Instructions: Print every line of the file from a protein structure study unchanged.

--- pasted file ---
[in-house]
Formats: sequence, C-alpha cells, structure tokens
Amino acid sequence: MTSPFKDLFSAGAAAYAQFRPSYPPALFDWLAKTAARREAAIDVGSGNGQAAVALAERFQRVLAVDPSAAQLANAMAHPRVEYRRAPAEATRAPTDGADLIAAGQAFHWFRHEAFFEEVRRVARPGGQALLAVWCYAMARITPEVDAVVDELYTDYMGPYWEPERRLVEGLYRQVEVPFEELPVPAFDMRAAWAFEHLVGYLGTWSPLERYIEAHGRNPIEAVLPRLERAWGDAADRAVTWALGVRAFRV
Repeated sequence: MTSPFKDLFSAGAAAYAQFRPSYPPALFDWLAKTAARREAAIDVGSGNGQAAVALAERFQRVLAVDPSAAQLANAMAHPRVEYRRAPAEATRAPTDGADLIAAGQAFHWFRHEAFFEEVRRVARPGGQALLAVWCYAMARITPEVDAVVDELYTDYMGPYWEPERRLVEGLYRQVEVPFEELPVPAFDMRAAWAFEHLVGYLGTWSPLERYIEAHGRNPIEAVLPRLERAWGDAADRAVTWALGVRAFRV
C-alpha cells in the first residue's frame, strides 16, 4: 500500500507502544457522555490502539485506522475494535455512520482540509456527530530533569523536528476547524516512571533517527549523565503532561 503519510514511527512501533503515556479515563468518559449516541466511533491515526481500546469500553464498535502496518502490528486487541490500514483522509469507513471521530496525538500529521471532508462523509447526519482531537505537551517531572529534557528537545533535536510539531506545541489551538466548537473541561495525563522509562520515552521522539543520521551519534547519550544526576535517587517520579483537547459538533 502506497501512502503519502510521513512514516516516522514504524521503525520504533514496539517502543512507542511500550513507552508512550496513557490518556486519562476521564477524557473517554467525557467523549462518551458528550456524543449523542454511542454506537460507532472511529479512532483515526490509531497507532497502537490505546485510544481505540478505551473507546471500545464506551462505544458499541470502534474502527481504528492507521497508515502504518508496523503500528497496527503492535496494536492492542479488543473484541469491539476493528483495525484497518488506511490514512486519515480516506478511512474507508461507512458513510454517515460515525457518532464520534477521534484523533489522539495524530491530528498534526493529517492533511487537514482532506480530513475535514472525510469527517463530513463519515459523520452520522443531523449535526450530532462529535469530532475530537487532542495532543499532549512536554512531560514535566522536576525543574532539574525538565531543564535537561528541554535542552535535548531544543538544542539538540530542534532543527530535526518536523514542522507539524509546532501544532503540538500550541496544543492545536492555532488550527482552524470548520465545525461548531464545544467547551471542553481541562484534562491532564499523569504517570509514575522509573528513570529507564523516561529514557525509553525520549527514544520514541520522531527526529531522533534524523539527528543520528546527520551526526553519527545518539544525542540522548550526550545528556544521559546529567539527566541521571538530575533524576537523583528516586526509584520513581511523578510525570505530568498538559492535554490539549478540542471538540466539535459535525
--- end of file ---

[in-house]
Formats: sequence, C-alpha cells, structure tokens
Amino acid sequence: MTSPFKDLFSAGAAAYAQFRPSYPPALFDWLAKTAARREAAIDVGSGNGQAAVALAERFQRVLAVDPSAAQLANAMAHPRVEYRRAPAEATRAPTDGADLIAAGQAFHWFRHEAFFEEVRRVARPGGQALLAVWCYAMARITPEVDAVVDELYTDYMGPYWEPERRLVEGLYRQVEVPFEELPVPAFDMRAAWAFEHLVGYLGTWSPLERYIEAHGRNPIEAVLPRLERAWGDAADRAVTWALGVRAFRV
Repeated sequence: MTSPFKDLFSAGAAAYAQFRPSYPPALFDWLAKTAARREAAIDVGSGNGQAAVALAERFQRVLAVDPSAAQLANAMAHPRVEYRRAPAEATRAPTDGADLIAAGQAFHWFRHEAFFEEVRRVARPGGQALLAVWCYAMARITPEVDAVVDELYTDYMGPYWEPERRLVEGLYRQVEVPFEELPVPAFDMRAAWAFEHLVGYLGTWSPLERYIEAHGRNPIEAVLPRLERAWGDAADRAVTWALGVRAFRV
C-alpha cells in the first residue's frame, strides 16, 4: 500500500507502544457522555490502539485506522475494535455512520482540509456527530530533569523536528476547524516512571533517527549523565503532561 503519510514511527512501533503515556479515563468518559449516541466511533491515526481500546469500553464498535502496518502490528486487541490500514483522509469507513471521530496525538500529521471532508462523509447526519482531537505537551517531572529534557528537545533535536510539531506545541489551538466548537473541561495525563522509562520515552521522539543520521551519534547519550544526576535517587517520579483537547459538533 502506497501512502503519502510521513512514516516516522514504524521503525520504533514496539517502543512507542511500550513507552508512550496513557490518556486519562476521564477524557473517554467525557467523549462518551458528550456524543449523542454511542454506537460507532472511529479512532483515526490509531497507532497502537490505546485510544481505540478505551473507546471500545464506551462505544458499541470502534474502527481504528492507521497508515502504518508496523503500528497496527503492535496494536492492542479488543473484541469491539476493528483495525484497518488506511490514512486519515480516506478511512474507508461507512458513510454517515460515525457518532464520534477521534484523533489522539495524530491530528498534526493529517492533511487537514482532506480530513475535514472525510469527517463530513463519515459523520452520522443531523449535526450530532462529535469530532475530537487532542495532543499532549512536554512531560514535566522536576525543574532539574525538565531543564535537561528541554535542552535535548531544543538544542539538540530542534532543527530535526518536523514542522507539524509546532501544532503540538500550541496544543492545536492555532488550527482552524470548520465545525461548531464545544467547551471542553481541562484534562491532564499523569504517570509514575522509573528513570529507564523516561529514557525509553525520549527514544520514541520522531527526529531522533534524523539527528543520528546527520551526526553519527545518539544525542540522548550526550545528556544521559546529567539527566541521571538530575533524576537523583528516586526509584520513581511523578510525570505530568498538559492535554490539549478540542471538540466539535459535525